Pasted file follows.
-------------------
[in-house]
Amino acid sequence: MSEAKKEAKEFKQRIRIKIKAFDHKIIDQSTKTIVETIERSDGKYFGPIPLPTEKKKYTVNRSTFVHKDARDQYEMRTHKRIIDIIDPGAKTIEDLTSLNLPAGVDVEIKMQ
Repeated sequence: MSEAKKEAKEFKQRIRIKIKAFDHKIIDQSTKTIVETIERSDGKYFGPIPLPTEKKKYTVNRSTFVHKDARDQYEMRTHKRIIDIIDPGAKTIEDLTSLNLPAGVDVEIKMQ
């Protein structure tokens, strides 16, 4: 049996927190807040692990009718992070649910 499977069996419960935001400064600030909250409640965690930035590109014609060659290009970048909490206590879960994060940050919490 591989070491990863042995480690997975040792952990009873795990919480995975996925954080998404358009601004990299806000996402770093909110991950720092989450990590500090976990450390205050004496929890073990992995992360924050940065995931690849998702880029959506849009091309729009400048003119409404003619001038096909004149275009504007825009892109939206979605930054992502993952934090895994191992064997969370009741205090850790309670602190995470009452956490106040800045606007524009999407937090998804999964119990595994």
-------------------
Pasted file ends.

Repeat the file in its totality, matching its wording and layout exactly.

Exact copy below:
[in-house]
Amino acid sequence: MSEAKKEAKEFKQRIRIKIKAFDHKIIDQSTKTIVETIERSDGKYFGPIPLPTEKKKYTVNRSTFVHKDARDQYEMRTHKRIIDIIDPGAKTIEDLTSLNLPAGVDVEIKMQ
Repeated sequence: MSEAKKEAKEFKQRIRIKIKAFDHKIIDQSTKTIVETIERSDGKYFGPIPLPTEKKKYTVNRSTFVHKDARDQYEMRTHKRIIDIIDPGAKTIEDLTSLNLPAGVDVEIKMQ
């Protein structure tokens, strides 16, 4: 049996927190807040692990009718992070649910 499977069996419960935001400064600030909250409640965690930035590109014609060659290009970048909490206590879960994060940050919490 591989070491990863042995480690997975040792952990009873795990919480995975996925954080998404358009601004990299806000996402770093909110991950720092989450990590500090976990450390205050004496929890073990992995992360924050940065995931690849998702880029959506849009091309729009400048003119409404003619001038096909004149275009504007825009892109939206979605930054992502993952934090895994191992064997969370009741205090850790309670602190995470009452956490106040800045606007524009999407937090998804999964119990595994």